My first meal out this new year, after having spent the past week holed up eating mostly pasta and eggs (which is totally fine), was at Moto in south ass Williamsburg. It just felt right to put on my golden pointy shoes and venture out of my Greenpointy cocoon for my first-time trip to the timeless establishment.
The weather was definitely cold and possibly foreboding, as the forecast called for a chance of sleet. Wandering back and forth beneath the roar of the JMZ; wondering where my date was and what direction to go in, I began to doubt if this outing had been worth my special occasion barrette after all. But soon we found each other and found ourselves underneath the hanging bike on the corner of Broadway and Hooper, suggesting we had arrived (Moto lacks any real signage advertising its modest existence). Finally finding our refuge, it felt as if we had stumbled into a secret; passed through some sort of hidden portal.
The quite cozy space was nearly empty at first as we snuggled into a table by the window (and by the bar and by the kitchen. It's tiny). The JMZ still rumbled overhead, but inside the noise seemed almost comforting, as if the city around us was snoring. While the streets of south Williamsburg aren't the most inviting , looking out the window of Moto they seem old-fashioned instead of discomforting. The decor inside reflects this as well: dimly lit with sepia-toned pictures on exposed brick; classic music playing that you can't quite place.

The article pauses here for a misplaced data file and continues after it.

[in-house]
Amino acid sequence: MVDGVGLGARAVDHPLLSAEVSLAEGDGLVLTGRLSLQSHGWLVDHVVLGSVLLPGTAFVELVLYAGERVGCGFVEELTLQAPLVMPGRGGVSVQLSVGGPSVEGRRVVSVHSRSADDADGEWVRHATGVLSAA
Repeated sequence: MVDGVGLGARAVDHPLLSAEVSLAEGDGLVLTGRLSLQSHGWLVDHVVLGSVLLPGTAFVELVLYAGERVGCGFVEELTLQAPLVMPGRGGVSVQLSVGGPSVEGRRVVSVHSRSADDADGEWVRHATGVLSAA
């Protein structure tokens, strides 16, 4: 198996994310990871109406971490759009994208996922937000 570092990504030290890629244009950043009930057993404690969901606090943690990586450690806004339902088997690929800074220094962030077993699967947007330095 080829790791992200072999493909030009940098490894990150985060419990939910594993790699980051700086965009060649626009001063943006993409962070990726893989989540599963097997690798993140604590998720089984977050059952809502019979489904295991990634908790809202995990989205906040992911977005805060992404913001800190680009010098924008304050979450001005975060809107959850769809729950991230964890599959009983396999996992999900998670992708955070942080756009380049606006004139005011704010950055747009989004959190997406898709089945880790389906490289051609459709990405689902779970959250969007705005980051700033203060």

Soon after we arrived, others seemed to catch on and the place steadily yet unobtrusively filled up. My meal, a prosciutto and brie panini, was utterly delectable, but not quite as mouthwatering as similiar fare of yore. J was somewhat disppointed in his ribs: as a "southern" boy he has high expectations. However, in my opinion, the garlic mashed potatoes served alongside could more than make up for any meaty mistakes. Washed down with their reasonably priced draught beer, the meal was everything we could have hoped for.
After visiting the very neat restroom (downstairs, cool toilet, weird mirror) we knew it was time to face the elements. Back outside, the freezing rain stung our hands and we struggled to hear one another through our hoods and over the train. Yet we were fully sated, having finally re-entered the real world by briefly stepping into another.